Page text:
Transcript for the Piece Audio version of Women Organizing Against Femicide in Ciudad Juarez, Mexico
ANCHOR INTRO: Since the early 1990s, hundreds of women have been murdered and thousands have been reported missing in a Mexican city just over the US border from El Paso, Texas. War News Radio's Jovanna Hernandez talks with organizers combatting violence against women in Ciudad Juarez.
LEAD: Irma Casa, director of Casa Amiga Esther Chavez Cano or Casa Amiga in Ciudad Juarez describes the city as wounded, filled with extortion, kidnappings, burglary, and rape.
Femicide is not certified in any legislation in Mexico, instead the state prosecutes under gender-based crimes. Lydia Govea, the international coordinator of Justicia Para Nuestras Hijas, that is Justice For Our Daughters explains its usage.
GOVEA: In Ciudad Juarez, feminicidio or femicide was first used as mutilated bodies of women were being found in the desert. When women are killed because they are women, due to matters of culture, due to machismo, and the way society sees women permits it.
NUT “GRAFF: The Mexican state is failing to respond effectively. Despite the 2007 ratification of a law intended to prevent, punish, and eradicate violence against women, combating gender violence is still difficult as assaults have not significantly declined.
CASA: It’s a very comprehensive law that if it were really executed and applied, well, women would have many benefits.
HERNANDEZ: Casa explains the role of women in Mexico is to keep the family together, and that rights do not protect women from domestic violence within families.
CASA: I think it is a flaw on behalf of the Mexican state in the way they desire to treat women within a family when the family is already dysfunctional or when the family can no longer or is no longer there.
HERNANDEZ: Casa Amiga works to change the outlook for women with empowerment workshops and other prevention efforts, and also by offering legal aid when women wish to file a divorce.
CASA: Many women often return to the violent situation, primarily, because they have an economic support, because they are not economically self-sufficient.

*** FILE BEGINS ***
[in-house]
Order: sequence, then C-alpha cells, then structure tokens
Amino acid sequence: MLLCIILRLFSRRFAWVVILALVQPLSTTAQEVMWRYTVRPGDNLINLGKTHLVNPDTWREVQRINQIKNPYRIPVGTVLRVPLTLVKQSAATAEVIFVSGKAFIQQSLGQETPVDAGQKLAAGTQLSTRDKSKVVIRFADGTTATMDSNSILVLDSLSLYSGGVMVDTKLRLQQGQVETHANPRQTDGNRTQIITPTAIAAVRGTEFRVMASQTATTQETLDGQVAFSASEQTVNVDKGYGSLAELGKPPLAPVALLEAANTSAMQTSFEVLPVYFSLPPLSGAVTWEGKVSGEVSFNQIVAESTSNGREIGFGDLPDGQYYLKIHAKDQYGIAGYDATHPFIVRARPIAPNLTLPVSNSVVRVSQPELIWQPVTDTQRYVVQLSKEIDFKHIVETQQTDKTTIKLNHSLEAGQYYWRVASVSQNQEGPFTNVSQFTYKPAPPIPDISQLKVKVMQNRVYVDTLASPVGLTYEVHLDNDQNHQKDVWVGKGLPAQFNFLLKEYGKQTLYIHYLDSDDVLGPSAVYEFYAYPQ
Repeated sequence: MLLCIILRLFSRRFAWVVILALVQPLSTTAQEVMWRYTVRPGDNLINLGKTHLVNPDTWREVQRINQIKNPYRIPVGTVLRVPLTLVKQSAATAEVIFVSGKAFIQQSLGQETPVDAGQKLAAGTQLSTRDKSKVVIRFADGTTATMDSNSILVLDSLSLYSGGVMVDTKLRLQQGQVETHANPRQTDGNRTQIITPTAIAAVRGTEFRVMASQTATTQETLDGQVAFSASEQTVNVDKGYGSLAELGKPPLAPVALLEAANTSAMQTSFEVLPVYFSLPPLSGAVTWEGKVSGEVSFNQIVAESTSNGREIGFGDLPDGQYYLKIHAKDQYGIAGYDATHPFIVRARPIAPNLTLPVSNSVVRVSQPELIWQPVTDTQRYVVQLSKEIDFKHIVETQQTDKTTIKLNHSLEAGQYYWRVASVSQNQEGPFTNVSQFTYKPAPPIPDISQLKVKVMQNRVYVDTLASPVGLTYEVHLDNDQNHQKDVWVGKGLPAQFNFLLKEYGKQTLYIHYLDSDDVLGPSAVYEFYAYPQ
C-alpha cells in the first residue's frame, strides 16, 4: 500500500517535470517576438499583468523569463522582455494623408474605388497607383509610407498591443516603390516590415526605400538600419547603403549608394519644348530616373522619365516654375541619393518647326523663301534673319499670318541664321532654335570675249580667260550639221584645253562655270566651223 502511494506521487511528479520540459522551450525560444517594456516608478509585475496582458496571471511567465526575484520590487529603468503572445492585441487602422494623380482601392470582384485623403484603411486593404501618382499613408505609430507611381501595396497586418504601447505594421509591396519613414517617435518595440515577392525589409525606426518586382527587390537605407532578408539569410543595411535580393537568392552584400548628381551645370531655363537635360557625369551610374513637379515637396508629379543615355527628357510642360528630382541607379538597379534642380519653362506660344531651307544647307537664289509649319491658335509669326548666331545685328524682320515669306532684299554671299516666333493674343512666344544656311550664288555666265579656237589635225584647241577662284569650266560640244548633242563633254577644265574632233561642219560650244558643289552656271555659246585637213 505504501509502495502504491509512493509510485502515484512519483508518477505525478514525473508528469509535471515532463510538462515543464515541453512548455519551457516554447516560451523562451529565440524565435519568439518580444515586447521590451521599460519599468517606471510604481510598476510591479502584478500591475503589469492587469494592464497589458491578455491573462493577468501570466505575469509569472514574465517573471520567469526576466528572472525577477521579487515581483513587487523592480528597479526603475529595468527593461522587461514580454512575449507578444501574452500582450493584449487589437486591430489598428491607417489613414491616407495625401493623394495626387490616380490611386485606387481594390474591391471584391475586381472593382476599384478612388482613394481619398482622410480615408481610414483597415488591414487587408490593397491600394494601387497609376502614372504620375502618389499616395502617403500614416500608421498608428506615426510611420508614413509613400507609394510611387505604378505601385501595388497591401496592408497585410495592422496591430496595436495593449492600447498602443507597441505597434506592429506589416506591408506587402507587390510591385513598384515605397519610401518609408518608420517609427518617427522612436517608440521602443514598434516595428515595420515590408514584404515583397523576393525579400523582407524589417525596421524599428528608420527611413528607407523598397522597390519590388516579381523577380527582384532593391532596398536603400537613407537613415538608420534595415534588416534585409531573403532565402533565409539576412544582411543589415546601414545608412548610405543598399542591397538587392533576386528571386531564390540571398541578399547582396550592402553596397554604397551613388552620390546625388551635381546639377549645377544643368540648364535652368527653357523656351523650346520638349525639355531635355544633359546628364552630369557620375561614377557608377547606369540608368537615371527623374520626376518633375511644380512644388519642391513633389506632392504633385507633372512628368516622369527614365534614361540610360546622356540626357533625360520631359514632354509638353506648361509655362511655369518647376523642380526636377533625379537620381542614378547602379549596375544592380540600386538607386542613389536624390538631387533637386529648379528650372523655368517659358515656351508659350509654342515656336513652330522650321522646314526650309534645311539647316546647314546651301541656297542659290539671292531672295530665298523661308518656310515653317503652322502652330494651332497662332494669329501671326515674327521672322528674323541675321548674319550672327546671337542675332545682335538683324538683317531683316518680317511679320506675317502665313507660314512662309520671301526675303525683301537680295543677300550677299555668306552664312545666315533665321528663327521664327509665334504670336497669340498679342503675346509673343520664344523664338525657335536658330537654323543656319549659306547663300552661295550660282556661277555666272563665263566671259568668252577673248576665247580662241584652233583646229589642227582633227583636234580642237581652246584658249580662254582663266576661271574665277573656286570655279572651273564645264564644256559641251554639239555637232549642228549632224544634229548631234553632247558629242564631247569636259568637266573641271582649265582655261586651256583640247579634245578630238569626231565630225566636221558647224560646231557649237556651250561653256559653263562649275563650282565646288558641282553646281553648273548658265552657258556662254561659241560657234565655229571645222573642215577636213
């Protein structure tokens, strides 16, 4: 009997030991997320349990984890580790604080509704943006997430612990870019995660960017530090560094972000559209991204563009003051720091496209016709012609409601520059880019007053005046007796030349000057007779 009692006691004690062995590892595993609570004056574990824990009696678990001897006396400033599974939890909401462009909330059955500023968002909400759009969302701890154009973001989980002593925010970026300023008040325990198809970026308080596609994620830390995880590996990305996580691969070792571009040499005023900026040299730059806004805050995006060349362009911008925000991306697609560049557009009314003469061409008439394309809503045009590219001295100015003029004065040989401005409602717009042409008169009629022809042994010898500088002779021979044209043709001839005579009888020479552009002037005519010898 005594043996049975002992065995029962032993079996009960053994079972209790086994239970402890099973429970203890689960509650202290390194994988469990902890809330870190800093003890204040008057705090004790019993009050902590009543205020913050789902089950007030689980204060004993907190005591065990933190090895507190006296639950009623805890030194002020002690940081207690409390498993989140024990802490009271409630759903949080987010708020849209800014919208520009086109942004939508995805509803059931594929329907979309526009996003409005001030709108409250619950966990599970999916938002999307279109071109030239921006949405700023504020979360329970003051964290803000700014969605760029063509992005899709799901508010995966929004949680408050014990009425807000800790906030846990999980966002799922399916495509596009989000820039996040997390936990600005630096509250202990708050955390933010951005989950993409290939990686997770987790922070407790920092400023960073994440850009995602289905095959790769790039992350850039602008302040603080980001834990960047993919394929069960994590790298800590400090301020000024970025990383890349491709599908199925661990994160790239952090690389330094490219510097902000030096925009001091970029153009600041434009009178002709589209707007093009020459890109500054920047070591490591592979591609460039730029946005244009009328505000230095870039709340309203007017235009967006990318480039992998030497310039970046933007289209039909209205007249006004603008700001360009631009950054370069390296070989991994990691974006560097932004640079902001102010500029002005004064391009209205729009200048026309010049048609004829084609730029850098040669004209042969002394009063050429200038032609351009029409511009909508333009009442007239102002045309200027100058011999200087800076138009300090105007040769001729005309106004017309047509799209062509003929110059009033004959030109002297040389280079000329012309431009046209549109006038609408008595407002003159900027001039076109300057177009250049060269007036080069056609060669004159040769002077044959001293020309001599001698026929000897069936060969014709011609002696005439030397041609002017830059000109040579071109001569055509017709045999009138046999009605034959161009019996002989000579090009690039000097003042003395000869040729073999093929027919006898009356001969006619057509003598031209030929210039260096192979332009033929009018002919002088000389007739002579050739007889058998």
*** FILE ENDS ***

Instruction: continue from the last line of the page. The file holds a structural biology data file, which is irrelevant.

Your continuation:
HERNANDEZ: Casa says they also maintain a computer workshop
CASA: We are also looking into the possibility for the women to become self-employed that would broaden their options but also providing emotional support, understanding the difficulty of leaving a violent relationship.
HERNANDEZ: In article 4 of the General Law on Women’s Access to a Life Free of Violence states the guiding principles to women’s safety. It explicitly defines violence as any act that causes psychological, physical, economic, sexual, or death in the public and private space.
Additionally the law advocates for programs that illuminate, punish, and eradicate the outlined forms of violence. Yet, Casa is disappointed at the state’s relationship to the law.
CASA: Although the law has been ratified since 2007 in the state of Chihuahua, since that year the law has had zero resources or funding, and, more worrisome, most legislators don’t even know about the law.
GOVEA: In the state of Chihuahua, we have not had the advancement that we want in order to protect women.
CASA: (16:50) Women's issues are being hidden--pushed aside as if nothing was happening when women are being murdered, when women are still missing, when women are still living domestic violence and voices are not being heard. This is an on-going issue that has been occurring for over twenty years now.
GOVEA: We achieved some progress this year with the creation of the Prosecutor’s Office for the Attention of Women Victim of Crimes Relating to Gender.
HERNANDEZ: The new office intends to investigate with a concentration on scientific and multidisciplinary approaches; as well as, establishing a solid structure that not only yield toward concrete results, but, is also comprehensive to the needs of the victims by incorporating established centers for the justice of women and their methodologies against gender violence.
GOVEA: It’s a great advancement to the citizens of Chihuahua because the crimes against women will now have its own prosecutors office and we have faith that it is a step forward and the beginning of many other initiatives. It will mark a change from what justice for women was and what it can be.
HERNANDEZ: Still, Casa points out that funding is decreasing, and that there are fewer projects working on ending femicides. She also advocates for the community to follow up with state officials and ensure that the General Law on Women’s Access to a Life Free of Violence is carried out.
GOVEA: The disappearances and assassinations continue here. And to quote our coordinator, “we can’t create justice by burying the past, justice is achieved through justice it is not negotiable.”
HERNANDEZ: Meanwhile, Casa Amiga continues to document the femicides for the two leading local newspapers- El Norte and El Diario in order to bring femicides to light on behalf of the community of Ciudad Juarez and give voice to the victims. For War News Radio, I’m Jovanna Hernandez.Back